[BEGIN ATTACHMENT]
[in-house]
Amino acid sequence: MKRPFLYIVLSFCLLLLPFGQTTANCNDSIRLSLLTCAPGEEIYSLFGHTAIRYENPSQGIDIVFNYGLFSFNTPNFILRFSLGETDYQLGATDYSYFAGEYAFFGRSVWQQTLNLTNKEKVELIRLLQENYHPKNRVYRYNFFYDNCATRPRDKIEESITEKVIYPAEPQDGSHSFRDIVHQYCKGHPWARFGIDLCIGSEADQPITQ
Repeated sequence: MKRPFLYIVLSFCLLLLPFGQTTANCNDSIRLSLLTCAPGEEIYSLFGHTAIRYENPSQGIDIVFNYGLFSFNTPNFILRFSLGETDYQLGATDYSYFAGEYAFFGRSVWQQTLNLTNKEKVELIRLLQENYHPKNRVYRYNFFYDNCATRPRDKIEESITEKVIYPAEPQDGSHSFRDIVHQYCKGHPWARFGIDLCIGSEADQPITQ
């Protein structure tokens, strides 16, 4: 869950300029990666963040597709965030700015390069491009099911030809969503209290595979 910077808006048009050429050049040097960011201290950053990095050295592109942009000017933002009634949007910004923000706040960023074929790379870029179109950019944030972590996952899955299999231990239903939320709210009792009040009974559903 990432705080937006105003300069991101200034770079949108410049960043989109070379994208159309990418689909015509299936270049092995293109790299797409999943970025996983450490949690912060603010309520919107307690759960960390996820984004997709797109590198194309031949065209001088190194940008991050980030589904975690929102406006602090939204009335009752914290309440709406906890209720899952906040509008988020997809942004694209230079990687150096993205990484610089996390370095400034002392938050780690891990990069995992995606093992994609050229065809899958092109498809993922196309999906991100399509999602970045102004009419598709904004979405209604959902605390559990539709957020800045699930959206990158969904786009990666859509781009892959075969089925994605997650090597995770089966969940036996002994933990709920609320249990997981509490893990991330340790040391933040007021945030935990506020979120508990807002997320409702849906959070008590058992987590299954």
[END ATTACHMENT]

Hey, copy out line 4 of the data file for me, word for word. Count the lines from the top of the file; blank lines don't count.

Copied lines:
């Protein structure tokens, strides 16, 4: 869950300029990666963040597709965030700015390069491009099911030809969503209290595979 910077808006048009050429050049040097960011201290950053990095050295592109942009000017933002009634949007910004923000706040960023074929790379870029179109950019944030972590996952899955299999231990239903939320709210009792009040009974559903 990432705080937006105003300069991101200034770079949108410049960043989109070379994208159309990418689909015509299936270049092995293109790299797409999943970025996983450490949690912060603010309520919107307690759960960390996820984004997709797109590198194309031949065209001088190194940008991050980030589904975690929102406006602090939204009335009752914290309440709406906890209720899952906040509008988020997809942004694209230079990687150096993205990484610089996390370095400034002392938050780690891990990069995992995606093992994609050229065809899958092109498809993922196309999906991100399509999602970045102004009419598709904004979405209604959902605390559990539709957020800045699930959206990158969904786009990666859509781009892959075969089925994605997650090597995770089966969940036996002994933990709920609320249990997981509490893990991330340790040391933040007021945030935990506020979120508990807002997320409702849906959070008590058992987590299954």